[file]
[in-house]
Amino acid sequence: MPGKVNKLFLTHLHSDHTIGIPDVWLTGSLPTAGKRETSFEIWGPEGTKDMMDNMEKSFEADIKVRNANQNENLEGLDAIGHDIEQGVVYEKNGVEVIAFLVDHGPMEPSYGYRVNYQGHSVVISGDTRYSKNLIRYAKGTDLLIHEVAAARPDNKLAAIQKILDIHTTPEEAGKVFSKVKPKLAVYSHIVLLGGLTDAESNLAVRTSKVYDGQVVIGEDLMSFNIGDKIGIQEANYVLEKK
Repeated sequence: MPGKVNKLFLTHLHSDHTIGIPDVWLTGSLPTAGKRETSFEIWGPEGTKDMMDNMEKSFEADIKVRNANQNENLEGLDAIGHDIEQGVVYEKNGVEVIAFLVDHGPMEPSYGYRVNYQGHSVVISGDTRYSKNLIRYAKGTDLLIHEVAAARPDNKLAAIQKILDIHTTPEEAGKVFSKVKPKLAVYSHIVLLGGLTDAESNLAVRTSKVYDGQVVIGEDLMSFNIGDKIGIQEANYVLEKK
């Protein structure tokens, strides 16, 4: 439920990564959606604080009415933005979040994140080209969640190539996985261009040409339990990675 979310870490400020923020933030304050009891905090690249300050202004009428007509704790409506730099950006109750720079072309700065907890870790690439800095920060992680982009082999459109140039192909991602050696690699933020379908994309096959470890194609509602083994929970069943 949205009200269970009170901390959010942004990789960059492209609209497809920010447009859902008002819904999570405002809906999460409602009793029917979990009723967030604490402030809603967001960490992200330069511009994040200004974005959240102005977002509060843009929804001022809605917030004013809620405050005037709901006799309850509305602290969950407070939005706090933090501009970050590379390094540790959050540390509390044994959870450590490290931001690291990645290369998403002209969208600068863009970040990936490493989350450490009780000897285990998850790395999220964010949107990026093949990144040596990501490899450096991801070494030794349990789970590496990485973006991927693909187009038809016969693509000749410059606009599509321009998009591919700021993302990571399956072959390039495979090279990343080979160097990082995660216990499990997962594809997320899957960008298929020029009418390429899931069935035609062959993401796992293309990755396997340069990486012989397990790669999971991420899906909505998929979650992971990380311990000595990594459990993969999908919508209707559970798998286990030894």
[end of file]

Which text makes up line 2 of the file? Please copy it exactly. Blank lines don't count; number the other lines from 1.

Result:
Amino acid sequence: MPGKVNKLFLTHLHSDHTIGIPDVWLTGSLPTAGKRETSFEIWGPEGTKDMMDNMEKSFEADIKVRNANQNENLEGLDAIGHDIEQGVVYEKNGVEVIAFLVDHGPMEPSYGYRVNYQGHSVVISGDTRYSKNLIRYAKGTDLLIHEVAAARPDNKLAAIQKILDIHTTPEEAGKVFSKVKPKLAVYSHIVLLGGLTDAESNLAVRTSKVYDGQVVIGEDLMSFNIGDKIGIQEANYVLEKK